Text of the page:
The Student News Site of Washington International School

International Dateline

The Student News Site of Washington International School

International Dateline

The Student News Site of Washington International School

International Dateline

Insights From WIS Freshmen: Navigating the Transition to Upper School

Class of 2027 at their Calleva retreat (Courtesy of Andrea Burk)

The integration of the class of 2027 into the upper school student body has brought about diverse insights among the class. Some students believe the school’s steps to ease the transition have been helpful, while others reveal they felt deeply unprepared for freshman year.

Freshman Chiara Venturi has been at WIS since kindergarten, thus she feels accustomed to WIS’s transition processes.

“What I felt when I walked into my first classroom in ninth grade was existential dread,” Venturi said. “I knew that all the administrators, parents and teachers have told me that upper school is when it counts.” 

One noted fault in the school’s ability to properly prepare students is the abrupt change in teaching approaches and grading styles, according to many freshmen. Current freshmen went from having light homework centering around their slower-paced classes to harsher grading, heavier workloads and faster lessons combined with a longer curriculum. 

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“I wasn’t 100 percent prepared for some…things, like grading,” freshman Eliana Vakis said, “[It was] confusing because it changes in all the classes.” 

Vakis expressed frustration with how some teachers focus more on participation grades and others refuse to curve tests, a sentiment many other freshmen share.

Many freshmen feel that grading in upper school is very different and harsher than in middle school, so Vakis offered a suggestion: “I would let eighth graders meet mentor teachers [before the school year],” they said. These mentors would be teachers or advisors who help the student transition smoothly into high school and get accustomed to expectations of their class. The main difference would be rising freshmen meeting their advisors prior to the start of the school year instead of at the start, allowing them to enter high school much more prepared.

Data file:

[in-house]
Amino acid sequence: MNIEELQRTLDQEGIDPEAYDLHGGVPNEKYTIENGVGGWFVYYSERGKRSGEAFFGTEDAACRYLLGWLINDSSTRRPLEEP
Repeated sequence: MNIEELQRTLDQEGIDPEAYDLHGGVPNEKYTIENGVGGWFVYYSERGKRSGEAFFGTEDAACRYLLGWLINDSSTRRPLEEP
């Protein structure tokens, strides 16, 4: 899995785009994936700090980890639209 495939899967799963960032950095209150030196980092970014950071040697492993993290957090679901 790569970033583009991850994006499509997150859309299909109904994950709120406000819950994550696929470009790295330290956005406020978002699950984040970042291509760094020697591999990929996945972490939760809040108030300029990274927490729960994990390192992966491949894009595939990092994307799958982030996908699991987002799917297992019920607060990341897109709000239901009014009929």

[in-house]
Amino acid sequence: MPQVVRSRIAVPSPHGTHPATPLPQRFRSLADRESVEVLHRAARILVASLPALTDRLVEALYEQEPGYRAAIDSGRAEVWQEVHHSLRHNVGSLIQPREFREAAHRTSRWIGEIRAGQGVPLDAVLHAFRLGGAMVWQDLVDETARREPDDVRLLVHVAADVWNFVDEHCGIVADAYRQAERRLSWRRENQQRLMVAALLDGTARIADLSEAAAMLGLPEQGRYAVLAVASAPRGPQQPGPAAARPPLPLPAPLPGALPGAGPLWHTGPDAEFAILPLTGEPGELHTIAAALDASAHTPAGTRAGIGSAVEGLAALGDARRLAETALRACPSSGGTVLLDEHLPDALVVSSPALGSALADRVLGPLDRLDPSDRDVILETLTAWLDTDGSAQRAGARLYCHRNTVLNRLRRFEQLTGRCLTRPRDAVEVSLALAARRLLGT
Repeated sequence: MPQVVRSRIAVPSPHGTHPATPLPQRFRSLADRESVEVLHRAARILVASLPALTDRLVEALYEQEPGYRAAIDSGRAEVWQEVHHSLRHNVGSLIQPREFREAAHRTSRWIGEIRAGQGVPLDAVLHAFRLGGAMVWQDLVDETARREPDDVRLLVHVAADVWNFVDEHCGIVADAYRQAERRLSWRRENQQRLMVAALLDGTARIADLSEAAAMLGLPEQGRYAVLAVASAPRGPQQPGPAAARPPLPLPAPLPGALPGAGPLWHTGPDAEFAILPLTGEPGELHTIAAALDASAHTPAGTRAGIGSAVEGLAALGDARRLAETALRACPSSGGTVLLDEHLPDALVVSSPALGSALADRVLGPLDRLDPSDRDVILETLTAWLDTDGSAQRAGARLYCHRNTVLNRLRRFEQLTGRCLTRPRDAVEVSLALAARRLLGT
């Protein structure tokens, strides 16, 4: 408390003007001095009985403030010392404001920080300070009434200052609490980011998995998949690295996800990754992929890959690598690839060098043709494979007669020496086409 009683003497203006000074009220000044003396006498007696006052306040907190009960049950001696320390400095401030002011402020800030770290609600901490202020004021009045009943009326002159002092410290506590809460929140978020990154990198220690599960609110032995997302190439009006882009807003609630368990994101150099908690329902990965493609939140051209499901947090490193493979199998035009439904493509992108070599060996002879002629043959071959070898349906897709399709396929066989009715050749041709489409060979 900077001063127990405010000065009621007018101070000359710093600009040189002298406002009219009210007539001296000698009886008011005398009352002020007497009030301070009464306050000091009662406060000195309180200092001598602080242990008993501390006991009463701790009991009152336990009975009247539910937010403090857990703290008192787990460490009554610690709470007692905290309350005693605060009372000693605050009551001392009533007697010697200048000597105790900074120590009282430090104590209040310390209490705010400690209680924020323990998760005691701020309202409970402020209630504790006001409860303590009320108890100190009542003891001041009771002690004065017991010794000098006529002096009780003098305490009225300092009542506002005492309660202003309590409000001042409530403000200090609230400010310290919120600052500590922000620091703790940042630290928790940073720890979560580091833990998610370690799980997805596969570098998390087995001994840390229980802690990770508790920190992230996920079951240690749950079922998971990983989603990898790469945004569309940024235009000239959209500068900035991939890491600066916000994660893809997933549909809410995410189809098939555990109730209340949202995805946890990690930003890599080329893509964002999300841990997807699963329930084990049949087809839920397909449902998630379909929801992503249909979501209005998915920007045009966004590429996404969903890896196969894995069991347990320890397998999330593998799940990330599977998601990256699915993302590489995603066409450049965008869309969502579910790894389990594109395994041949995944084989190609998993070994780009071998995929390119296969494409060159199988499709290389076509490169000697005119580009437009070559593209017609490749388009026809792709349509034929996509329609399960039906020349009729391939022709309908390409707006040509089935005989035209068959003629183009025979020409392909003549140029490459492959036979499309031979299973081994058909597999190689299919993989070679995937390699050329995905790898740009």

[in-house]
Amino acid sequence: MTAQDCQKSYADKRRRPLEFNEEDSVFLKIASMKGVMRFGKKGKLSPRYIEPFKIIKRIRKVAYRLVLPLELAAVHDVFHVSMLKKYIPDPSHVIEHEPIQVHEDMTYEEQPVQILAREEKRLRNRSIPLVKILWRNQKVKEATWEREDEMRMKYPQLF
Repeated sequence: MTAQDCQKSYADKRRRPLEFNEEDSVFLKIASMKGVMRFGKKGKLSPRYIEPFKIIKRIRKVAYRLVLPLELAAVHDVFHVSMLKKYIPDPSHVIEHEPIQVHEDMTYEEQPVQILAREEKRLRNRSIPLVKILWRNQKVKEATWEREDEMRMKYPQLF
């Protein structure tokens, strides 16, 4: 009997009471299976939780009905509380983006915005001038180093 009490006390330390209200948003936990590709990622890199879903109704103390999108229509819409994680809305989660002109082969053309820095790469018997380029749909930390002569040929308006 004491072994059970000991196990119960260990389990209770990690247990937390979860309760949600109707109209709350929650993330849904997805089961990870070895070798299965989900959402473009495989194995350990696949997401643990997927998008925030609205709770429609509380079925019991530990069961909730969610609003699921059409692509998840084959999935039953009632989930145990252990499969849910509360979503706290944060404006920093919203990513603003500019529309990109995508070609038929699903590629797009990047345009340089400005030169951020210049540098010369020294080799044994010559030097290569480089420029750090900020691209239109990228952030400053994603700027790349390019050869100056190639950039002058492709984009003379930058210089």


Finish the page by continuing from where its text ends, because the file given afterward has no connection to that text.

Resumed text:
In addition, a shortcoming members of the class of 2027 have brought up is the lack of communication over the summer from teachers to students. For example, at the beginning of the year, ninth grade Spanish students struggled with the mandatory summer work, which they weren’t aware of due to the school’s ineffective communication. This led to many freshmen in that class feeling completely blindsided and lost, like freshman Angelina Alessi. “It was very sudden and stressful,” she explained. “I received no communication of any sort regarding it.”

The Spanish students were then asked to do an abbreviated version of the summer work, consisting of a written response to the questions that were originally meant for over the summer and had to present it in oral format the next day. 

However, freshmen have experienced some positives in the transition process too. Freshman Cora Nuamah believes that she was able to engage in extracurriculars easily, such as the upper school musical. The auditions for the musical were held in an open way, allowing new students to easily participate, according to Nuamah. 

“I did theater a lot in my other school, and I knew that was something that I wanted to do,” Nuamah said. “So I went on. That’s how I got involved. And then the club fair was helpful because I got to see what other clubs that WIS has to offer.” 

Unique to the rest, the club fair was one of the things that many ninth graders agree was very helpful. It helped them become part of the upper school community and join clubs. This then allowed them to meet students from other grades and expand their field of interest. 

As a new student at WIS this year, Nuamah offers a unique perspective regarding the transition. She shares that the school set up workshops and interactive activities to ease new students into both WIS and the upper school. She expresses gratitude that WIS set up numerous team bonding lunches over the summer where she got the opportunity to meet people at WIS along with a two-day orientation that helped her adjust to the grounds and vital tools like OnCampus. 

One piece of advice Nuamah has to offer to the school is to host a longer, week-long orientation session for new students. In her opinion, this would enable them to meet the WIS community and make friends in their own grade, ensuring that their first day is less awkward than her own experience. 

Overall, WIS freshmen believe that there are both positive and negative elements to the upper school transition. However, Venturi poses an important question.

I would do: “I would say that [the administration has] given us tips that other [ninth grade] students have used in the past,” Venturi said. “But that begs the question that if other kids had not been [experimenting], how could the administration have known how to help us?”

By Mahina Diaz-Asper and Jeremy Loko

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    Ms. BhallaJan 8, 2024 at 11:23 am

    Thanks a lot for sharing these perspectives. I hope students know that it is always our intent to ensure that students feel well prepared for each and every transition. We’ll definitely take these perspectives into account!